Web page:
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Susan Gushue and the other parents fought like hell to preserve the Montessori program at Woodridge Elementary School back in April. Emotions ran high when the school board of trustees sank the program by a 5-4 vote. Still, before the ink was even dry on the morning papers announcing the decision, Gushue was tapping out a letter to District of Columbia Public Schools (DCPS) chief Gen. Julius Becton asking for a tour of Langdon Elementary, the school that would absorb the 300-student Montessori program.

“We had all decided, ‘Fine, we’ll do it. We’ll work with you,’” Gushue recalls.

Unfortunately, DCPS wasn’t looking for their help. Former Woodridge parent Marcia Timmel got that feeling right away when the surreal May 7 tour of Langdon began, conducted by DCPS facilities manager Gen. Charles Williams. “Chuck Williams showed up with his entourage looking for all the world like Marion Barry the Second,” Timmel says, recalling the moment Williams confidently popped out of his chauffeured car. True enough, Williams responded to their request for a tour, but he had no idea DCPS was administering its standardized tests that day—most classrooms, filled with pencil-gnawing tykes, were off limits.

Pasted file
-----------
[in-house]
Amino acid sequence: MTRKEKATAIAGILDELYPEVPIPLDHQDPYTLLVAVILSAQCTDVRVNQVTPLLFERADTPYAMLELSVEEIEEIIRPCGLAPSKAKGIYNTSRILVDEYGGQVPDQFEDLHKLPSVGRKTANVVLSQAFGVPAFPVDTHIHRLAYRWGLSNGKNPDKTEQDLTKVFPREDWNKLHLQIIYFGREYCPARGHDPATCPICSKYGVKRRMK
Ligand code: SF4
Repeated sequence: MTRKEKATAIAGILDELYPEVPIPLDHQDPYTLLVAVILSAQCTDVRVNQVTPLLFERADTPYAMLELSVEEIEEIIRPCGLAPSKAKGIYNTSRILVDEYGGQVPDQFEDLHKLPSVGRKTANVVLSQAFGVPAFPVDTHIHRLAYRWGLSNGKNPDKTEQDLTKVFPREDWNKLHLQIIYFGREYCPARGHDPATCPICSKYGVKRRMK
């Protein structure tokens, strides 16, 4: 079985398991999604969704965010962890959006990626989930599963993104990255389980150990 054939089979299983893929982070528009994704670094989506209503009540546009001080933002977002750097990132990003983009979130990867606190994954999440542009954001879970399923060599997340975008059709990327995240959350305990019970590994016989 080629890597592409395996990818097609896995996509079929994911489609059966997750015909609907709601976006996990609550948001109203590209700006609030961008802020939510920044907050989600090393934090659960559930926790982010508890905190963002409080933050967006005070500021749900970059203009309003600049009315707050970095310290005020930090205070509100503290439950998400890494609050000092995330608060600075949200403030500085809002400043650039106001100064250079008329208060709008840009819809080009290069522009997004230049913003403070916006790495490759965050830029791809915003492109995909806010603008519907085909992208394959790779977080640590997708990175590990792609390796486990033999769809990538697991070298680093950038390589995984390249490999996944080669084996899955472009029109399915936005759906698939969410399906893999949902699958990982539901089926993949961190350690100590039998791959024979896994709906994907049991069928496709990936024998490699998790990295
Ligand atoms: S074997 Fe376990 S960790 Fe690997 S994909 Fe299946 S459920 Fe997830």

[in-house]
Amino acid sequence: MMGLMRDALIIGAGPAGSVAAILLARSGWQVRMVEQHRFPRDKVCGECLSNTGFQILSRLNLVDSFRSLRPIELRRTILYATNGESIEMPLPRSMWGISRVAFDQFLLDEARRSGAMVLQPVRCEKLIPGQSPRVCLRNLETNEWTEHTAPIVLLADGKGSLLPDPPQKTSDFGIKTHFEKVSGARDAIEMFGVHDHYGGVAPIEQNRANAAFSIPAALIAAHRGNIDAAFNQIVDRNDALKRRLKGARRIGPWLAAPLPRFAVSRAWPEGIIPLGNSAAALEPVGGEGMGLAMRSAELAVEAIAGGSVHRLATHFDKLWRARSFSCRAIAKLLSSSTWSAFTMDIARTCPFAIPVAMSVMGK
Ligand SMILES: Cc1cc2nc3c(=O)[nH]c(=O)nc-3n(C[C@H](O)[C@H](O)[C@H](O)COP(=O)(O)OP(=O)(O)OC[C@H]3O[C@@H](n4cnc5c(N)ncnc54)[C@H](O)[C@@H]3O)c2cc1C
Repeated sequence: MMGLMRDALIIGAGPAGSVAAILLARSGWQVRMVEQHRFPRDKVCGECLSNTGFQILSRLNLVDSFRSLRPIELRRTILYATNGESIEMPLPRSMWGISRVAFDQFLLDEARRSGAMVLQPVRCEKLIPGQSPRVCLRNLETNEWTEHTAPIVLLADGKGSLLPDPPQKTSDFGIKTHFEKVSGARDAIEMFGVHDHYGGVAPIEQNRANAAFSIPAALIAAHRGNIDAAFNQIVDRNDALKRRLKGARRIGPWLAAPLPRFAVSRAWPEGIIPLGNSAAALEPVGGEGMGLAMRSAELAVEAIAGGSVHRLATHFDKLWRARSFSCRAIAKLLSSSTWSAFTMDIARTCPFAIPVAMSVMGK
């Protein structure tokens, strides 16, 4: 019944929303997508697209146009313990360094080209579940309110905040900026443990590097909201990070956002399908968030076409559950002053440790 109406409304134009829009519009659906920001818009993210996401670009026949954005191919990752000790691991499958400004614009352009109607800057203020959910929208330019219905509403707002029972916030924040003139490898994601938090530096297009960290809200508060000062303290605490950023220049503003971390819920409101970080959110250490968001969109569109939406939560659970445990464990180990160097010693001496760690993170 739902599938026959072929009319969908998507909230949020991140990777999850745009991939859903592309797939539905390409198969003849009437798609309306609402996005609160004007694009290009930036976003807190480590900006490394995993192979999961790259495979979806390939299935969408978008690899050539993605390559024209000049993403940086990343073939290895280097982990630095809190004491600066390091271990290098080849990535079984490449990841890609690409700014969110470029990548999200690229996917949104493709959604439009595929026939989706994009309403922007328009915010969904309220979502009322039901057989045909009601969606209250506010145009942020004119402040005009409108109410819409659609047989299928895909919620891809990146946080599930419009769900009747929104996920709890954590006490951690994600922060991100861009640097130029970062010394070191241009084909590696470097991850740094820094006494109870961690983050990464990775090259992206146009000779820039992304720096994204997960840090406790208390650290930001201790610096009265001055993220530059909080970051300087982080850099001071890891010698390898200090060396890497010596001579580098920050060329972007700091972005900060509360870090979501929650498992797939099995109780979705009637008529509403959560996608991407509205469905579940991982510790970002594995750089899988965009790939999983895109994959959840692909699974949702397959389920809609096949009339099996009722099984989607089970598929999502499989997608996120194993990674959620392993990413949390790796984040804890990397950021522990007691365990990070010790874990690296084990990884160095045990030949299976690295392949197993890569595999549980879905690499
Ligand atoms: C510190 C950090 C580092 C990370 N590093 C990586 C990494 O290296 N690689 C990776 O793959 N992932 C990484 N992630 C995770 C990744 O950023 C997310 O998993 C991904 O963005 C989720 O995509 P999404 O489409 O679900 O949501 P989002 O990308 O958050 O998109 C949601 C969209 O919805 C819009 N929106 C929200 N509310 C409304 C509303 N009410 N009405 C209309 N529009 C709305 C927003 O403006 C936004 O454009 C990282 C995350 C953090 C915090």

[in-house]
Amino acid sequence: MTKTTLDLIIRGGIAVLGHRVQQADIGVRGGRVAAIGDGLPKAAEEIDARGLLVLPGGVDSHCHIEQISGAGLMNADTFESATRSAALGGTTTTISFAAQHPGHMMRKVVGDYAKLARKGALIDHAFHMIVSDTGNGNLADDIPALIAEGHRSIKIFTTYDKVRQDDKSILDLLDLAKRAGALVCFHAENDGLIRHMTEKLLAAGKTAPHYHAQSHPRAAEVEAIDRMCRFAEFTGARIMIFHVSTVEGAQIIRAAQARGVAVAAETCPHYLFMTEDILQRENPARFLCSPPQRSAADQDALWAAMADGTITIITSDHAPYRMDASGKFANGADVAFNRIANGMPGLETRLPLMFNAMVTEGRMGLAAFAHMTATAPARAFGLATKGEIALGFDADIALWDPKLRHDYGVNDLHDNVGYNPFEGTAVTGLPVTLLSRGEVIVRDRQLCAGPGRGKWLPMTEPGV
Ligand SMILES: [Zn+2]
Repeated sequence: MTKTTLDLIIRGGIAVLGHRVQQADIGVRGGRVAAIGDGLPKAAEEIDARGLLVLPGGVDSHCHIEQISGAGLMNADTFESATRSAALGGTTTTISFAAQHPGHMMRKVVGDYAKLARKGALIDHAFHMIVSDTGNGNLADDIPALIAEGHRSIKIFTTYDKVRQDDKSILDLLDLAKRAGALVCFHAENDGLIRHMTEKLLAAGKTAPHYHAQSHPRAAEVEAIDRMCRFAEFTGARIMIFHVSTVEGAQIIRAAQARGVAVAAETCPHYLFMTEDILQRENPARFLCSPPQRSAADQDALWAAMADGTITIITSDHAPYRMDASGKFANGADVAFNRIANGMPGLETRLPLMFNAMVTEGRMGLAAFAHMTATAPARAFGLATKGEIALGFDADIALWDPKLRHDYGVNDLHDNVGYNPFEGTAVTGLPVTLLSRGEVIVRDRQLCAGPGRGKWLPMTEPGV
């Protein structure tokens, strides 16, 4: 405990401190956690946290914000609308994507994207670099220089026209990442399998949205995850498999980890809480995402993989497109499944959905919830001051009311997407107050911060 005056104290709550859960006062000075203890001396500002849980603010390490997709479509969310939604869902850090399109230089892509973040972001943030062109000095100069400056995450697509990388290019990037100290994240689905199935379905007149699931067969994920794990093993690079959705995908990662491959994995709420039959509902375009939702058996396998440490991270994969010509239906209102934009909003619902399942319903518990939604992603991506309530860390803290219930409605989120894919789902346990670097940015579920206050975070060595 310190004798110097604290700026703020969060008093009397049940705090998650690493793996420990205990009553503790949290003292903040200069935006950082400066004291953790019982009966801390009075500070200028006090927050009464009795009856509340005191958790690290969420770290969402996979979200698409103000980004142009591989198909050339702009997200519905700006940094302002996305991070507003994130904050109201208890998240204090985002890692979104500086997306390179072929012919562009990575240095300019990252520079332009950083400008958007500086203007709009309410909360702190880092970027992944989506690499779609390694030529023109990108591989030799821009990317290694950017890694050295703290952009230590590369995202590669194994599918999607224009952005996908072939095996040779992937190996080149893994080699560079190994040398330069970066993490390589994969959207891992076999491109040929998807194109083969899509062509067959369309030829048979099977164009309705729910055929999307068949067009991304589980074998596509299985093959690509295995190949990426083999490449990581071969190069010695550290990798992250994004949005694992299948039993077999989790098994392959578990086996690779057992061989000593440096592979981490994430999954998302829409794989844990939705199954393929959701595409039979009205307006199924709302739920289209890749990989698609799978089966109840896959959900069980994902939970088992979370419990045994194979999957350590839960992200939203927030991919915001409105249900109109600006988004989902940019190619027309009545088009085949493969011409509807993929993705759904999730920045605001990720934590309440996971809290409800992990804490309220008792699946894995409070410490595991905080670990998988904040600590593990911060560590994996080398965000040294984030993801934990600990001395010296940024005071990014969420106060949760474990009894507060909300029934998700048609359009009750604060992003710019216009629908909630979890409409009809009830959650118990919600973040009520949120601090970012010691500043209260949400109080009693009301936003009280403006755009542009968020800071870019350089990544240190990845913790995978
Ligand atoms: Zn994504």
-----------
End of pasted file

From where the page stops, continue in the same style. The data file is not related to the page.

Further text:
Williams proved equally unprepared for parent questions about which rooms the Montessori program would occupy or whether Langdon’s unheated wing would be getting new boilers. Instead, he brushed off his questioners, assuring them, “Everything will be fine. I’m an expert in Montessorial schools.” The tour ended with a scene captured on tape by a WRC-TV news crew: Williams catching his ride to splitsville through a side door, leaving a knot of worried parents out front.

Williams’ kiss-off was just another brick in the wall of arrogance that Woodridge parents have encountered since sucking it up and trying to make the Langdon move successful. Woodridge parents first got insulting overtures of sympathy, and when they pressed, a series of off-the-cuff promises designed to shut them up. But DCPS’s pledges that Woodridge would operate as an independent school within Langdon or that it would at least get its own assistant principal never materialized.

“They think they can tell you, ‘I feel your pain,’ and everything will be all right,” says Gushue, who has three children making the move to Langdon. “Nobody is really paying attention to how badly these school closings went for parents.”

Against this tide, Gushue and her neighbor Sheila Galagan have led a ragtag band whose work has finally paid off. At the moment, they don’t have a new boiler for the wing housing most of the Montessori classrooms, the administrator DCPS promised to hire, nor the countless other amenities that would make the program whole. But despite DCPS efforts to shut them out, the parents brought enough pressure to make what opened on Sept. 22 at Langdon look a lot like a functioning Montessori school. They also left battle plans for the next batch of parents DCPS tries to roll over.

Woodridge was the child of a 1991 marriage of convenience: a mostly vacant 60-year-old building that seemed like a natural for a 20-year-old Montessori program looking for a home. The Montessori program had already lived several lives, with strong-willed teachers and parents battling DCPS to hire qualified Montessori-trained staff, purchase supplies, and secure adequate facilities.